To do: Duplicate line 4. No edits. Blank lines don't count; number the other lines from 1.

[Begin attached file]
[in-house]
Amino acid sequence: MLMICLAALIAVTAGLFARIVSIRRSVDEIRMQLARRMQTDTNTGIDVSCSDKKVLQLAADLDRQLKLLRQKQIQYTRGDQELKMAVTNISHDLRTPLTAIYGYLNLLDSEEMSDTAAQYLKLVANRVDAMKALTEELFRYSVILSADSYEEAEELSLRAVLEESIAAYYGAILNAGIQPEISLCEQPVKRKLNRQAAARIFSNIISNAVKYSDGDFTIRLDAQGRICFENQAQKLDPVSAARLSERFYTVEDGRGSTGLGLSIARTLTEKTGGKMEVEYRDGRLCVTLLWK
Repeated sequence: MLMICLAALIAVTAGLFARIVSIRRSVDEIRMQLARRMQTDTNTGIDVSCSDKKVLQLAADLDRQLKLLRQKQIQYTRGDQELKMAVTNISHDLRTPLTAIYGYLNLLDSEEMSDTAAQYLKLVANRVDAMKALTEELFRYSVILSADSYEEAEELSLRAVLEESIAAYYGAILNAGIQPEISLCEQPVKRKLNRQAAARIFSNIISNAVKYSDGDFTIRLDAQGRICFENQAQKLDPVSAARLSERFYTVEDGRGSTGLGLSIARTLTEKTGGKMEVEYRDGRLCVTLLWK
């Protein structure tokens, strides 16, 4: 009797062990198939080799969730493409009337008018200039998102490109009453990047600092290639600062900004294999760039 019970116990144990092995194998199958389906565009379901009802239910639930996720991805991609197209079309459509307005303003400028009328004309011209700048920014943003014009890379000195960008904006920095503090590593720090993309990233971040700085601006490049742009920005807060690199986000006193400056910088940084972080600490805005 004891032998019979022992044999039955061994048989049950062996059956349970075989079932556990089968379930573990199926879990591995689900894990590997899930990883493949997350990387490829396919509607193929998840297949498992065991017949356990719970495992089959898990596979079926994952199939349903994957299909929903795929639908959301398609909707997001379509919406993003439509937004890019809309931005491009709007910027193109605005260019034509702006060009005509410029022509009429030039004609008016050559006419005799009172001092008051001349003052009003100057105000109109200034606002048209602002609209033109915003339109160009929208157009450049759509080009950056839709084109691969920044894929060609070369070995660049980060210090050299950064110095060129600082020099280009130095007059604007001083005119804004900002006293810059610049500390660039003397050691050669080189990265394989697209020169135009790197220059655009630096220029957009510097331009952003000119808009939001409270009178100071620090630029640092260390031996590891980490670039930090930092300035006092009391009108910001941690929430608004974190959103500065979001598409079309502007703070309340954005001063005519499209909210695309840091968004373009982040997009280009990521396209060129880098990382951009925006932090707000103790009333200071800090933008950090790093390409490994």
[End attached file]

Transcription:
């Protein structure tokens, strides 16, 4: 009797062990198939080799969730493409009337008018200039998102490109009453990047600092290639600062900004294999760039 019970116990144990092995194998199958389906565009379901009802239910639930996720991805991609197209079309459509307005303003400028009328004309011209700048920014943003014009890379000195960008904006920095503090590593720090993309990233971040700085601006490049742009920005807060690199986000006193400056910088940084972080600490805005 004891032998019979022992044999039955061994048989049950062996059956349970075989079932556990089968379930573990199926879990591995689900894990590997899930990883493949997350990387490829396919509607193929998840297949498992065991017949356990719970495992089959898990596979079926994952199939349903994957299909929903795929639908959301398609909707997001379509919406993003439509937004890019809309931005491009709007910027193109605005260019034509702006060009005509410029022509009429030039004609008016050559006419005799009172001092008051001349003052009003100057105000109109200034606002048209602002609209033109915003339109160009929208157009450049759509080009950056839709084109691969920044894929060609070369070995660049980060210090050299950064110095060129600082020099280009130095007059604007001083005119804004900002006293810059610049500390660039003397050691050669080189990265394989697209020169135009790197220059655009630096220029957009510097331009952003000119808009939001409270009178100071620090630029640092260390031996590891980490670039930090930092300035006092009391009108910001941690929430608004974190959103500065979001598409079309502007703070309340954005001063005519499209909210695309840091968004373009982040997009280009990521396209060129880098990382951009925006932090707000103790009333200071800090933008950090790093390409490994």